Subordinating conjunctions are used to give extra information. They start a dependent clause or a clause which is incomplete. For example, the following sentence is incomplete.
- *When I’m older.
Remember when using subordinating conjunctions, you need to have an independent clause attached to your dependent clause. The following is a complete sentence:
- When I’m older I want to move to Spain.
Here is a list of common subordinating conjunctions (the dependent clauses are underlined):
|After||After watching the movie, I felt sad.|
|Although||Although I want to go to work, I’m not feeling well.|
|As long as||As long as you’re happy, I’m happy.|
|Because||Because you’ve procrastinated, you haven’t completed the assignment.|
|Before||Before I go, I want to say that I’ll miss you.|
|Even though||Even though we broke up, I still love him|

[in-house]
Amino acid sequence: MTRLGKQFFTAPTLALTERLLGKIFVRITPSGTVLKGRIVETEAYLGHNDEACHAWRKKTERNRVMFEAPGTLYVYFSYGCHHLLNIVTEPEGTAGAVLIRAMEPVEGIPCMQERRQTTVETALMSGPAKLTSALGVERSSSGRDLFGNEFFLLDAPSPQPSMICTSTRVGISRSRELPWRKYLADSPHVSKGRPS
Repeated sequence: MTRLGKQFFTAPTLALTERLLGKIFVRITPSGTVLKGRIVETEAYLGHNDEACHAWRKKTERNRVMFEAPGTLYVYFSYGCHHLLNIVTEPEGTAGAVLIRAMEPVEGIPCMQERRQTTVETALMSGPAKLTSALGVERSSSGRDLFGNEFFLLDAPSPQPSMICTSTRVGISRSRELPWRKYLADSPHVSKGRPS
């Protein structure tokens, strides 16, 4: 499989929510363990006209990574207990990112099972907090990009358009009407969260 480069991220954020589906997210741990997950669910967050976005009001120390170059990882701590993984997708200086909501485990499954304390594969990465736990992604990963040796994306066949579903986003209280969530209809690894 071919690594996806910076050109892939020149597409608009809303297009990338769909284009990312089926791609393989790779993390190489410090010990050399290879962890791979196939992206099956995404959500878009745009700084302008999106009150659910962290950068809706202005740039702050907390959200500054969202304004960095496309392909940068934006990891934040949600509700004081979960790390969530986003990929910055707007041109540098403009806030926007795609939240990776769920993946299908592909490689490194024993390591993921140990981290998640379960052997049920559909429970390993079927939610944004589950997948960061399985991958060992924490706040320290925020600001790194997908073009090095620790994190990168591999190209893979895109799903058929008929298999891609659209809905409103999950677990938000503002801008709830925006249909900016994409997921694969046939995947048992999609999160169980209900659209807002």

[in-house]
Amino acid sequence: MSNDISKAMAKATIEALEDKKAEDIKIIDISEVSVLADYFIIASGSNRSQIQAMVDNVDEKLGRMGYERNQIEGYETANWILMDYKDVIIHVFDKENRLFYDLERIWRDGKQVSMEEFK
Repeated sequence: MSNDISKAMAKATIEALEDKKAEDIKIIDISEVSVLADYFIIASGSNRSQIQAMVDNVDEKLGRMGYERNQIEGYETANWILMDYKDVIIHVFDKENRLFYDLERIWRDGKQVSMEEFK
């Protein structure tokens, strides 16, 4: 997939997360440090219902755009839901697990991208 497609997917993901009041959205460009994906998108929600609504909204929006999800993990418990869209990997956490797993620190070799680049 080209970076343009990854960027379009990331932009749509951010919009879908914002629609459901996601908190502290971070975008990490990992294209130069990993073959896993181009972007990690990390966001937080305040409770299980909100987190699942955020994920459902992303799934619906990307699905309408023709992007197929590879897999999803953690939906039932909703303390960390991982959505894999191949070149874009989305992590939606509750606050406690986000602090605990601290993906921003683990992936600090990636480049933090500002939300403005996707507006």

|If||If you come to the mall, we can go get ice cream after.|
|Provided||Provided that I receive a reasonable quote, we will move forward with the deal.|
|Since||I have been crying since she left town.|
|Though||Though I should be on a diet, I can’t resist cake.|
|Unless||I’m going to leave unless someone tells me not to.|
|Until||I can’t help you until I finish my project.|
|When||When you find him, tell him to call me.|
|Whenever||Whenever you get a reply, let me know.|
|Where||No one knows where he goes.|
|While||While you were working, I baked a cake.|